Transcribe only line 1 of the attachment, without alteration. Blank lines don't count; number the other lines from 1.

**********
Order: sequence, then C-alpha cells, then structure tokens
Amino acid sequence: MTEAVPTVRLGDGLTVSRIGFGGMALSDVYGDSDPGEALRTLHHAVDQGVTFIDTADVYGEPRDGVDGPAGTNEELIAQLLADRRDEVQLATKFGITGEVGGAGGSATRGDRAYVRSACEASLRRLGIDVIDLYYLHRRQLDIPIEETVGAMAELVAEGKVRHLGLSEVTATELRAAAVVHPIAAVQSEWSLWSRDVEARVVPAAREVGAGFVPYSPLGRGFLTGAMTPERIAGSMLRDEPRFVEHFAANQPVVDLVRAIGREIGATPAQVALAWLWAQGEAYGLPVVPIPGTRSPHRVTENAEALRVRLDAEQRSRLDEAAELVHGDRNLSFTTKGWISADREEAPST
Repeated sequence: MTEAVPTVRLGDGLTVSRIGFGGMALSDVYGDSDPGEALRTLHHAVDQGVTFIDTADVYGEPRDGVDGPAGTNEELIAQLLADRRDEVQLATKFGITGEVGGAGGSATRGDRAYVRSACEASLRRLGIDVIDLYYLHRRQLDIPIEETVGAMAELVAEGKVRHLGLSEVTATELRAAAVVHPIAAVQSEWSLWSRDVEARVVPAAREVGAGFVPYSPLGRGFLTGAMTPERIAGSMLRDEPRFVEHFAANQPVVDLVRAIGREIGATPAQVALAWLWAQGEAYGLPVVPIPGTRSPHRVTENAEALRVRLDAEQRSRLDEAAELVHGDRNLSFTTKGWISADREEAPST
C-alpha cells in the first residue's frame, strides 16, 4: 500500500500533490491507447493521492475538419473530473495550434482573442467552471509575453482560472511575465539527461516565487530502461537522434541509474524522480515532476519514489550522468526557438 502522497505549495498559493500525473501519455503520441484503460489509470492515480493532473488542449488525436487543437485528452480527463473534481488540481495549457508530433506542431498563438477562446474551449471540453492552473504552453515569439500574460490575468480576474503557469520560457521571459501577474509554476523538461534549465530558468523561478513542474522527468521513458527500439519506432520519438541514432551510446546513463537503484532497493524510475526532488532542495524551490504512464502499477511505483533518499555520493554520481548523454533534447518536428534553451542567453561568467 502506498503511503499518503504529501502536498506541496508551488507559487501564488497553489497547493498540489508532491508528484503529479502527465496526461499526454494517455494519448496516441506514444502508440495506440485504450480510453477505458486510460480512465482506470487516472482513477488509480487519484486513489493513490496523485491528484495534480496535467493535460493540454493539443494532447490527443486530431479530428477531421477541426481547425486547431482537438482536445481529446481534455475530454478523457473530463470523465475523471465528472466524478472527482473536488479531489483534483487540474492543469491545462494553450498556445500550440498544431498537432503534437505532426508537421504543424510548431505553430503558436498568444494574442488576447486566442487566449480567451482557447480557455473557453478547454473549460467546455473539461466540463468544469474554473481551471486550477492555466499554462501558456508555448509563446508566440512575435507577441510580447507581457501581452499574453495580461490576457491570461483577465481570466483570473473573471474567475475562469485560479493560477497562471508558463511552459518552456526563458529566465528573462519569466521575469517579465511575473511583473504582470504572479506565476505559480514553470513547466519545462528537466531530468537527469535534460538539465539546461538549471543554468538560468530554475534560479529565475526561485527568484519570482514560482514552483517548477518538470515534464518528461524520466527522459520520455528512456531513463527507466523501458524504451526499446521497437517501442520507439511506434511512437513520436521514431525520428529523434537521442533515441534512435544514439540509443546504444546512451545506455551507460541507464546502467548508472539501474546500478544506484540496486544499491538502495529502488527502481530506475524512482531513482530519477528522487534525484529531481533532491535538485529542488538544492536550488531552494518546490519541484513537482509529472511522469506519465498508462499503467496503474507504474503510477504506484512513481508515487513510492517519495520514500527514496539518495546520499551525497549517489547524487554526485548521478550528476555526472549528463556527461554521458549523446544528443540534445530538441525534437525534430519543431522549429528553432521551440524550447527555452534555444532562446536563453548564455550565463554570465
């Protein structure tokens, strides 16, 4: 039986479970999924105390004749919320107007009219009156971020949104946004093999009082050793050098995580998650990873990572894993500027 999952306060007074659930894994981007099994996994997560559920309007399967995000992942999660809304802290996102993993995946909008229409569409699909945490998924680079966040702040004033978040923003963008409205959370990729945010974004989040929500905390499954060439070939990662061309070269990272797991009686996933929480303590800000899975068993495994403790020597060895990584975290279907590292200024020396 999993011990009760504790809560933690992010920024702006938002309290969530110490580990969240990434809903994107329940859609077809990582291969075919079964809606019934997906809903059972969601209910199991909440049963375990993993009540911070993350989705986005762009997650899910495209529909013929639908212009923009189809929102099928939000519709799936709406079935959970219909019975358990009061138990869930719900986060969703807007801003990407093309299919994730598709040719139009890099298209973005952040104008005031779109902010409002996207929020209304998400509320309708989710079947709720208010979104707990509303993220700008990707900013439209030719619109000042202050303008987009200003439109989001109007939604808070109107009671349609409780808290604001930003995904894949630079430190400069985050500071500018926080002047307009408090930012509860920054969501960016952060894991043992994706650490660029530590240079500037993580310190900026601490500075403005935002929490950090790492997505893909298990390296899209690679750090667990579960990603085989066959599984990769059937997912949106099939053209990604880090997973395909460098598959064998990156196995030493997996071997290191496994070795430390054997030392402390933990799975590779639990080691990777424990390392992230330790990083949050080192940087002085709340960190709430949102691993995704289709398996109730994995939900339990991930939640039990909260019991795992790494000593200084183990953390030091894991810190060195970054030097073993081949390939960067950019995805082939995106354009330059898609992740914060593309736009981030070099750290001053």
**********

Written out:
Order: sequence, then C-alpha cells, then structure tokens